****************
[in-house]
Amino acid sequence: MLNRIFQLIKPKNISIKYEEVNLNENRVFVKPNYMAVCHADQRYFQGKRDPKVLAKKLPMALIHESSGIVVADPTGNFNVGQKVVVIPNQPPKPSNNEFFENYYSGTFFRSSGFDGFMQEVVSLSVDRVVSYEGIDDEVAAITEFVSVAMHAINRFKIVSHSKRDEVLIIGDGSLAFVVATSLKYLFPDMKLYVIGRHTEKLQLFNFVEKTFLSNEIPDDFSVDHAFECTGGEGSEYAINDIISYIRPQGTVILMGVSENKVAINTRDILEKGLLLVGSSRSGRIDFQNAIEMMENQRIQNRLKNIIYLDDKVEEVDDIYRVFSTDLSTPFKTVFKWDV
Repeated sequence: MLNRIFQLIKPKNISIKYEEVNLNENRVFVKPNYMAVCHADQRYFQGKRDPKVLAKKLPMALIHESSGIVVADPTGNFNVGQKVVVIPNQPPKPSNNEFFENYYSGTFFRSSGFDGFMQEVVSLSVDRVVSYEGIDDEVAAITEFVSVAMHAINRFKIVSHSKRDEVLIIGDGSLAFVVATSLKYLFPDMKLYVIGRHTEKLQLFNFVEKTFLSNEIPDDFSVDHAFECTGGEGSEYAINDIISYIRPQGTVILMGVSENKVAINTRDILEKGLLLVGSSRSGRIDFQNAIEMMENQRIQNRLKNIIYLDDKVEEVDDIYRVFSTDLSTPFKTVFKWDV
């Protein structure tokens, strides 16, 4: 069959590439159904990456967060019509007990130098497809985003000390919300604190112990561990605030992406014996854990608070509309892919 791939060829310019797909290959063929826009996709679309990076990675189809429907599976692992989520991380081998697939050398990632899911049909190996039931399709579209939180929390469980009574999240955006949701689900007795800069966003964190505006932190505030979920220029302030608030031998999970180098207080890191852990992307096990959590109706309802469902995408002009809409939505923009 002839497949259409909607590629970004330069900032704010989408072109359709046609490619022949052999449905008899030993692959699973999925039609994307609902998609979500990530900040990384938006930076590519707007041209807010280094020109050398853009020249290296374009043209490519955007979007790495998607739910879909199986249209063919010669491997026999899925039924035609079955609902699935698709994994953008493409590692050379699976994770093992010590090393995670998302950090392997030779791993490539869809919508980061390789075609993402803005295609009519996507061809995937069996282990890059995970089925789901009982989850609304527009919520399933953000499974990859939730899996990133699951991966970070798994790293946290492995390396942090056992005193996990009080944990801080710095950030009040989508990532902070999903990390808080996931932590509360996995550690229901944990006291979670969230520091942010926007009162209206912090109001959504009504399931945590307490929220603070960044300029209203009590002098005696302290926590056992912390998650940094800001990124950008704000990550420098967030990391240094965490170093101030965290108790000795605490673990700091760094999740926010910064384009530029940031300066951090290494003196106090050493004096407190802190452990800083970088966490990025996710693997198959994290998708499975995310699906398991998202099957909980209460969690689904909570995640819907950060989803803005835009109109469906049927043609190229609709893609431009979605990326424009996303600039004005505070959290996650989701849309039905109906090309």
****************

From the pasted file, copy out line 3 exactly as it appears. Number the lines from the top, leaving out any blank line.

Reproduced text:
Repeated sequence: MLNRIFQLIKPKNISIKYEEVNLNENRVFVKPNYMAVCHADQRYFQGKRDPKVLAKKLPMALIHESSGIVVADPTGNFNVGQKVVVIPNQPPKPSNNEFFENYYSGTFFRSSGFDGFMQEVVSLSVDRVVSYEGIDDEVAAITEFVSVAMHAINRFKIVSHSKRDEVLIIGDGSLAFVVATSLKYLFPDMKLYVIGRHTEKLQLFNFVEKTFLSNEIPDDFSVDHAFECTGGEGSEYAINDIISYIRPQGTVILMGVSENKVAINTRDILEKGLLLVGSSRSGRIDFQNAIEMMENQRIQNRLKNIIYLDDKVEEVDDIYRVFSTDLSTPFKTVFKWDV